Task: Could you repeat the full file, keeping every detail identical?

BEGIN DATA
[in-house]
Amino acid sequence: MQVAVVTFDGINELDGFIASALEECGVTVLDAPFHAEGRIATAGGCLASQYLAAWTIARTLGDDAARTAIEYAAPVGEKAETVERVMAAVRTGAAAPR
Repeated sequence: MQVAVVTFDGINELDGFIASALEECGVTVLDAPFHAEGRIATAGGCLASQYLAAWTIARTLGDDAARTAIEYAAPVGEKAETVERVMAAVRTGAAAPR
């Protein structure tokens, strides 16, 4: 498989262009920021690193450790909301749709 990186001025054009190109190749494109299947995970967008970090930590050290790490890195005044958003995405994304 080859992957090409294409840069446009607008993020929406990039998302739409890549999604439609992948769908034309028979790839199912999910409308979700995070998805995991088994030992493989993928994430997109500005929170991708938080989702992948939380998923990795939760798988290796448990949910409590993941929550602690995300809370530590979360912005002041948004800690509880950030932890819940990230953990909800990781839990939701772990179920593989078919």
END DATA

[in-house]
Amino acid sequence: MQVAVVTFDGINELDGFIASALEECGVTVLDAPFHAEGRIATAGGCLASQYLAAWTIARTLGDDAARTAIEYAAPVGEKAETVERVMAAVRTGAAAPR
Repeated sequence: MQVAVVTFDGINELDGFIASALEECGVTVLDAPFHAEGRIATAGGCLASQYLAAWTIARTLGDDAARTAIEYAAPVGEKAETVERVMAAVRTGAAAPR
């Protein structure tokens, strides 16, 4: 498989262009920021690193450790909301749709 990186001025054009190109190749494109299947995970967008970090930590050290790490890195005044958003995405994304 080859992957090409294409840069446009607008993020929406990039998302739409890549999604439609992948769908034309028979790839199912999910409308979700995070998805995991088994030992493989993928994430997109500005929170991708938080989702992948939380998923990795939760798988290796448990949910409590993941929550602690995300809370530590979360912005002041948004800690509880950030932890819940990230953990909800990781839990939701772990179920593989078919």